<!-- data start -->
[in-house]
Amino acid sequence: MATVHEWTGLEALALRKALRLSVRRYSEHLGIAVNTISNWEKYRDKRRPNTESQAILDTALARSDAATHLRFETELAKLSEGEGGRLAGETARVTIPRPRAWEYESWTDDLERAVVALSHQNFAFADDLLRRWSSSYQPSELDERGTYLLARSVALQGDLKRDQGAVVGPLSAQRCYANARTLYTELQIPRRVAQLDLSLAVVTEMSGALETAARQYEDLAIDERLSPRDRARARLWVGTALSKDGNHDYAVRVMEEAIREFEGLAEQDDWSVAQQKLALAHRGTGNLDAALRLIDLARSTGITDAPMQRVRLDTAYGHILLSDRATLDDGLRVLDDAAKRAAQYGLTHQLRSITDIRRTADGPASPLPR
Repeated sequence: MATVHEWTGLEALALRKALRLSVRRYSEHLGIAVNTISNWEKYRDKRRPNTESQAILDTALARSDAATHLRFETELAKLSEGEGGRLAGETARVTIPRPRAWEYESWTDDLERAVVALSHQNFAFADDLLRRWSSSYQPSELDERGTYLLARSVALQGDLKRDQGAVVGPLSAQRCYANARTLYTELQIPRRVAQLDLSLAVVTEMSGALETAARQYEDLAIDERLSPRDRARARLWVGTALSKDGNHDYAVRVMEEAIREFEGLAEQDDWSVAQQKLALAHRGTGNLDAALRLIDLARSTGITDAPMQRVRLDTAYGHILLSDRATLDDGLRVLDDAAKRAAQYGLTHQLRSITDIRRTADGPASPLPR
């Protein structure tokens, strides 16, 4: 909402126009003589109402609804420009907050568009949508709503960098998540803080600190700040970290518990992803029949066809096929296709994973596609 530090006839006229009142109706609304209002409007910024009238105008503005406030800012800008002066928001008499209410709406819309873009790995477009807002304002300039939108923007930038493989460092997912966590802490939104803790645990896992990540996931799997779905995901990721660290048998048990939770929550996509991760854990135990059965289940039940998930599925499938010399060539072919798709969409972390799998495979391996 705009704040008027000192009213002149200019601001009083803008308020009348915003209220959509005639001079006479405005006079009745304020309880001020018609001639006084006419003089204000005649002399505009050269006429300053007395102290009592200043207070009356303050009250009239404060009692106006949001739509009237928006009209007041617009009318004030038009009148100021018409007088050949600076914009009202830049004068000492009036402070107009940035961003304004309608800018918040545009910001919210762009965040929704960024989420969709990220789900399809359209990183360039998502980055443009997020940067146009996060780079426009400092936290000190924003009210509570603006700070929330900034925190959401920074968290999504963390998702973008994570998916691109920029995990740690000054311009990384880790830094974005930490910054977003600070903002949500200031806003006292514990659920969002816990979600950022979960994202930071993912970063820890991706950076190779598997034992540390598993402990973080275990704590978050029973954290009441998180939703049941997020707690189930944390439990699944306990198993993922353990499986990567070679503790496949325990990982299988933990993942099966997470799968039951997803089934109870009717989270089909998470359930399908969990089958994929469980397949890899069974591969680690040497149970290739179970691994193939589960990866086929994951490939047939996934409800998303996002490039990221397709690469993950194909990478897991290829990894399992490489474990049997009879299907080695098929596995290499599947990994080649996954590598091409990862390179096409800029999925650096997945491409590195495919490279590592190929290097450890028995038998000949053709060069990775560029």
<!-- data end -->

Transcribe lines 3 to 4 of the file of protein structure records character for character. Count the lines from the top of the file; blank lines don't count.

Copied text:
Repeated sequence: MATVHEWTGLEALALRKALRLSVRRYSEHLGIAVNTISNWEKYRDKRRPNTESQAILDTALARSDAATHLRFETELAKLSEGEGGRLAGETARVTIPRPRAWEYESWTDDLERAVVALSHQNFAFADDLLRRWSSSYQPSELDERGTYLLARSVALQGDLKRDQGAVVGPLSAQRCYANARTLYTELQIPRRVAQLDLSLAVVTEMSGALETAARQYEDLAIDERLSPRDRARARLWVGTALSKDGNHDYAVRVMEEAIREFEGLAEQDDWSVAQQKLALAHRGTGNLDAALRLIDLARSTGITDAPMQRVRLDTAYGHILLSDRATLDDGLRVLDDAAKRAAQYGLTHQLRSITDIRRTADGPASPLPR
């Protein structure tokens, strides 16, 4: 909402126009003589109402609804420009907050568009949508709503960098998540803080600190700040970290518990992803029949066809096929296709994973596609 530090006839006229009142109706609304209002409007910024009238105008503005406030800012800008002066928001008499209410709406819309873009790995477009807002304002300039939108923007930038493989460092997912966590802490939104803790645990896992990540996931799997779905995901990721660290048998048990939770929550996509991760854990135990059965289940039940998930599925499938010399060539072919798709969409972390799998495979391996 705009704040008027000192009213002149200019601001009083803008308020009348915003209220959509005639001079006479405005006079009745304020309880001020018609001639006084006419003089204000005649002399505009050269006429300053007395102290009592200043207070009356303050009250009239404060009692106006949001739509009237928006009209007041617009009318004030038009009148100021018409007088050949600076914009009202830049004068000492009036402070107009940035961003304004309608800018918040545009910001919210762009965040929704960024989420969709990220789900399809359209990183360039998502980055443009997020940067146009996060780079426009400092936290000190924003009210509570603006700070929330900034925190959401920074968290999504963390998702973008994570998916691109920029995990740690000054311009990384880790830094974005930490910054977003600070903002949500200031806003006292514990659920969002816990979600950022979960994202930071993912970063820890991706950076190779598997034992540390598993402990973080275990704590978050029973954290009441998180939703049941997020707690189930944390439990699944306990198993993922353990499986990567070679503790496949325990990982299988933990993942099966997470799968039951997803089934109870009717989270089909998470359930399908969990089958994929469980397949890899069974591969680690040497149970290739179970691994193939589960990866086929994951490939047939996934409800998303996002490039990221397709690469993950194909990478897991290829990894399992490489474990049997009879299907080695098929596995290499599947990994080649996954590598091409990862390179096409800029999925650096997945491409590195495919490279590592190929290097450890028995038998000949053709060069990775560029």